Ford Motor Co's new debt tender marked the latest string of corporate debt restructurings designed to help get the automaker on stronger footing amid a prolonged credit crisis.

Ford, the No. 2 U.S. automaker, said late Wednesday it would convert debt to equity and make two cash tender offers that could retire up to $10.4 billion of the automaker's debt.

The automaker's announcement is the latest step Ford has taken to bolster its finances and carry out a turnaround plan without seeking emergency U.S. government loans. Ford is the only U.S. automaker not to seek government aid.

Private-equity firm Blackstone Group LP and Goldman Sachs are advisers for Ford's debt offer, according to a person familiar with the deal.

Every company out there is doing some version of this, so it's not surprising, said Jeff Given, a portfolio manager at John Hancock in Boston, where he manages fixed-income assets, including Ford bonds. If you can put off the day of reckoning longer, that makes sense.

This puts them in a stronger financial position going forward, allows them to convert the debt to equity and helps recapitalize the entity, Given said.

Ford said it was making up to $2.2 billion cash available to restructure its debt. The company had $25.8 billion of automotive debt as of the end 2008.

While the move will help bolster Ford's balance sheet, it may weigh on Ford equity, Barclays Capital analyst Brian Johnson said in a research note.

Johnson maintains a $1 price target for Ford and said the company could retire more than $10 billion in debt, assuming full participation.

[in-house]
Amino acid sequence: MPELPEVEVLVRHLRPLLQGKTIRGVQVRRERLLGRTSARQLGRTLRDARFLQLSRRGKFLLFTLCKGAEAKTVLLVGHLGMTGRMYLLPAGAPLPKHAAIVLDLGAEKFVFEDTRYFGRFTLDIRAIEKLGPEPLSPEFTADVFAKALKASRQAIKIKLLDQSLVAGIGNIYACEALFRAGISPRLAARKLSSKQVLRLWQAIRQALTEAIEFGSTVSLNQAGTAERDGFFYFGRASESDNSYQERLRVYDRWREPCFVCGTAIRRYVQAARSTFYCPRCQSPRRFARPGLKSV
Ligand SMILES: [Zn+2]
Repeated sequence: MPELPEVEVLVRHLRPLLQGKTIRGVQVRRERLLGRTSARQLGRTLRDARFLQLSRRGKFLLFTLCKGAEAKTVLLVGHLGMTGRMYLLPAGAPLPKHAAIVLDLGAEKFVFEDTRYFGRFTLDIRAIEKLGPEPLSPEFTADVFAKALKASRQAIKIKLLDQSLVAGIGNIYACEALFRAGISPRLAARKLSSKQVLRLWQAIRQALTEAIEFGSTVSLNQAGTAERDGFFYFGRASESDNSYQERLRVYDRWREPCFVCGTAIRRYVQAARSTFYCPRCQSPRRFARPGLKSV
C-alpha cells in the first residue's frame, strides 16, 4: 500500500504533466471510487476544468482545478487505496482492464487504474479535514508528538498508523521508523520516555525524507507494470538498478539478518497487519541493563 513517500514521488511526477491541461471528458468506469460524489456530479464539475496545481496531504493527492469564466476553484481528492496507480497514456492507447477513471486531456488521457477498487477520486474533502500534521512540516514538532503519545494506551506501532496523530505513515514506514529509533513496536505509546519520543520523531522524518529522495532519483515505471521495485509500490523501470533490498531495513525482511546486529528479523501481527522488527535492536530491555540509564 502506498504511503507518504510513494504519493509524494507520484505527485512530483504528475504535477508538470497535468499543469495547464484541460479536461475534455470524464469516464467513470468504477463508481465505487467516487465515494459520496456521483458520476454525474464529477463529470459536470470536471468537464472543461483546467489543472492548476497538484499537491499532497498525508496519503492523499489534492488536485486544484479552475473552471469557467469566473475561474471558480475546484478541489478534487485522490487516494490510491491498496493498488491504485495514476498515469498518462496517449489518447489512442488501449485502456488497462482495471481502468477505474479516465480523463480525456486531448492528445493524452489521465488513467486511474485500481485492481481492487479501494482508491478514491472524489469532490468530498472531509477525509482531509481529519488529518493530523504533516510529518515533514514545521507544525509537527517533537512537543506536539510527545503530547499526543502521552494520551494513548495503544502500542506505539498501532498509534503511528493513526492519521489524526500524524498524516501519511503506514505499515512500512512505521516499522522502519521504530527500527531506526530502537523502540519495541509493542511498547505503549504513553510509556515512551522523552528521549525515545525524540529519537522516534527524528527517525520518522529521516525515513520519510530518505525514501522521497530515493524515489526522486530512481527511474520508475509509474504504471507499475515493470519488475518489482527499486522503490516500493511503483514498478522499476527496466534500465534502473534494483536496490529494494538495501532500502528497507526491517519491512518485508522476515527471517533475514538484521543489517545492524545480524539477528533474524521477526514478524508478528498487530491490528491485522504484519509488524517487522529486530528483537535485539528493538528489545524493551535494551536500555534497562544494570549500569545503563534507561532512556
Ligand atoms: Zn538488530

However, closer to $6 billion of debt could be retired using a more conservative participation rate of 60 percent, Johnson said in a note.

Assuming a 60 percent participation rate, Ford's share count could more than double by 2018, Barclays said.

Automaker bonds, including those of General Motors Co. , were mixed in early trading on Thursday.

Ford's bonds were little changed, while GM's 8.375 percent bonds due in 2033 rose 1 cent on the dollar to 13 cents, as its yield fell to about 64 percent from 69 percent on Wednesday.

Those bonds traded as high as 21.5 cents in January to yield about 39 percent, according to MarketAxess data.

Ford had earlier reached an agreement with the United Auto Workers union on contract changes to reduce its labor costs.

The UAW had also agreed to accept up to half of required payments to a union retiree health care trust in stock, providing Ford with additional liquidity.

The UAW agreement is contingent on Ford pursuing restructuring action with other stakeholders, including debt reduction.

Ford said it will pay a premium in cash to persuade holders of its 4.25 percent senior convertible notes due December 15, 2036, to convert to Ford common stock.

Also, Ford's finance arm began a separate $1.3 billion cash tender offer for the automaker's unsecured, nonconvertible debt securities, and another $500 million cash tender offer for Ford's senior secured term loan debt.

Ford also announced its intent to exercise its right to defer future dividend payments on the 6.50 percent cumulative trust preferred securities of Ford Motor Company capital trust II beginning in April.

(Additional reporting by Poornima Gupta; Editing by Kenneth Barry)